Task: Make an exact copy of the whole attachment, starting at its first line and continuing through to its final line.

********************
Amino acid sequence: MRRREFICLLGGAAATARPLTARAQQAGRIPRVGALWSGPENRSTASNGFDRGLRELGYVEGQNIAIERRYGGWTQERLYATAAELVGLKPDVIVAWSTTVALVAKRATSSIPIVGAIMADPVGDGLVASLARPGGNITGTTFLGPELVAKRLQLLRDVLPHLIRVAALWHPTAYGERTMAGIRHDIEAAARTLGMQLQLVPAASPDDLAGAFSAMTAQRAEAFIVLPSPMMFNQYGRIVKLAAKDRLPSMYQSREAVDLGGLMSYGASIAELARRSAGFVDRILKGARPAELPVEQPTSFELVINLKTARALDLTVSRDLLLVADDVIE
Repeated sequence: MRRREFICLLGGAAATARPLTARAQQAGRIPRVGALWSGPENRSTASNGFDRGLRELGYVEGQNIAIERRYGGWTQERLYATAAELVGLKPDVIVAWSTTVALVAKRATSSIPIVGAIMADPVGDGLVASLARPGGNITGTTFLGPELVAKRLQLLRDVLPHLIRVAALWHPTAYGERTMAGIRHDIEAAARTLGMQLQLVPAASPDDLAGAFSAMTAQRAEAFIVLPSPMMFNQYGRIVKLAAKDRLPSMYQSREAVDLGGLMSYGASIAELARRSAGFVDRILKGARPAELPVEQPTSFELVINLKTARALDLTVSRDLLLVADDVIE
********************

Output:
Amino acid sequence: MRRREFICLLGGAAATARPLTARAQQAGRIPRVGALWSGPENRSTASNGFDRGLRELGYVEGQNIAIERRYGGWTQERLYATAAELVGLKPDVIVAWSTTVALVAKRATSSIPIVGAIMADPVGDGLVASLARPGGNITGTTFLGPELVAKRLQLLRDVLPHLIRVAALWHPTAYGERTMAGIRHDIEAAARTLGMQLQLVPAASPDDLAGAFSAMTAQRAEAFIVLPSPMMFNQYGRIVKLAAKDRLPSMYQSREAVDLGGLMSYGASIAELARRSAGFVDRILKGARPAELPVEQPTSFELVINLKTARALDLTVSRDLLLVADDVIE
Repeated sequence: MRRREFICLLGGAAATARPLTARAQQAGRIPRVGALWSGPENRSTASNGFDRGLRELGYVEGQNIAIERRYGGWTQERLYATAAELVGLKPDVIVAWSTTVALVAKRATSSIPIVGAIMADPVGDGLVASLARPGGNITGTTFLGPELVAKRLQLLRDVLPHLIRVAALWHPTAYGERTMAGIRHDIEAAARTLGMQLQLVPAASPDDLAGAFSAMTAQRAEAFIVLPSPMMFNQYGRIVKLAAKDRLPSMYQSREAVDLGGLMSYGASIAELARRSAGFVDRILKGARPAELPVEQPTSFELVINLKTARALDLTVSRDLLLVADDVIE